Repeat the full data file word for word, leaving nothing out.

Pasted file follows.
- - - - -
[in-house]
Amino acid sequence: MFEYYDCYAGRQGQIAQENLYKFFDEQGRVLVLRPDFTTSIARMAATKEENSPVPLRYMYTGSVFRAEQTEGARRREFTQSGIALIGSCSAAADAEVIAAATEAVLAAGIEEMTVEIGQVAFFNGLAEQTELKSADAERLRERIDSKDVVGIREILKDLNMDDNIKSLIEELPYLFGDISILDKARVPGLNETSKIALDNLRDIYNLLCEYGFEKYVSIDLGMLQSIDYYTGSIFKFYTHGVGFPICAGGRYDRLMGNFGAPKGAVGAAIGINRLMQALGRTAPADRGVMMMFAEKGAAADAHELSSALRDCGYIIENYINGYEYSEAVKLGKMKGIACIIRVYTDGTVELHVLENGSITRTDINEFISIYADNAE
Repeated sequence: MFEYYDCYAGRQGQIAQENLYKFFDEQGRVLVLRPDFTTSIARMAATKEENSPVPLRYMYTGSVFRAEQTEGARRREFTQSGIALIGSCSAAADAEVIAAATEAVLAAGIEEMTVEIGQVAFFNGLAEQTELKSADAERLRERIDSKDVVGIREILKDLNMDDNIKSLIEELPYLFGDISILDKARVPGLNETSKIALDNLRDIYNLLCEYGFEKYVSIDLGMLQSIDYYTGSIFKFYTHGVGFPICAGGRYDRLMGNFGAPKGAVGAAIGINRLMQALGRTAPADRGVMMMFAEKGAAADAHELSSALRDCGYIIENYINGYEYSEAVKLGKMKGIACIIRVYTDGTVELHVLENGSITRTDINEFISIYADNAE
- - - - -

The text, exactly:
[in-house]
Amino acid sequence: MFEYYDCYAGRQGQIAQENLYKFFDEQGRVLVLRPDFTTSIARMAATKEENSPVPLRYMYTGSVFRAEQTEGARRREFTQSGIALIGSCSAAADAEVIAAATEAVLAAGIEEMTVEIGQVAFFNGLAEQTELKSADAERLRERIDSKDVVGIREILKDLNMDDNIKSLIEELPYLFGDISILDKARVPGLNETSKIALDNLRDIYNLLCEYGFEKYVSIDLGMLQSIDYYTGSIFKFYTHGVGFPICAGGRYDRLMGNFGAPKGAVGAAIGINRLMQALGRTAPADRGVMMMFAEKGAAADAHELSSALRDCGYIIENYINGYEYSEAVKLGKMKGIACIIRVYTDGTVELHVLENGSITRTDINEFISIYADNAE
Repeated sequence: MFEYYDCYAGRQGQIAQENLYKFFDEQGRVLVLRPDFTTSIARMAATKEENSPVPLRYMYTGSVFRAEQTEGARRREFTQSGIALIGSCSAAADAEVIAAATEAVLAAGIEEMTVEIGQVAFFNGLAEQTELKSADAERLRERIDSKDVVGIREILKDLNMDDNIKSLIEELPYLFGDISILDKARVPGLNETSKIALDNLRDIYNLLCEYGFEKYVSIDLGMLQSIDYYTGSIFKFYTHGVGFPICAGGRYDRLMGNFGAPKGAVGAAIGINRLMQALGRTAPADRGVMMMFAEKGAAADAHELSSALRDCGYIIENYINGYEYSEAVKLGKMKGIACIIRVYTDGTVELHVLENGSITRTDINEFISIYADNAE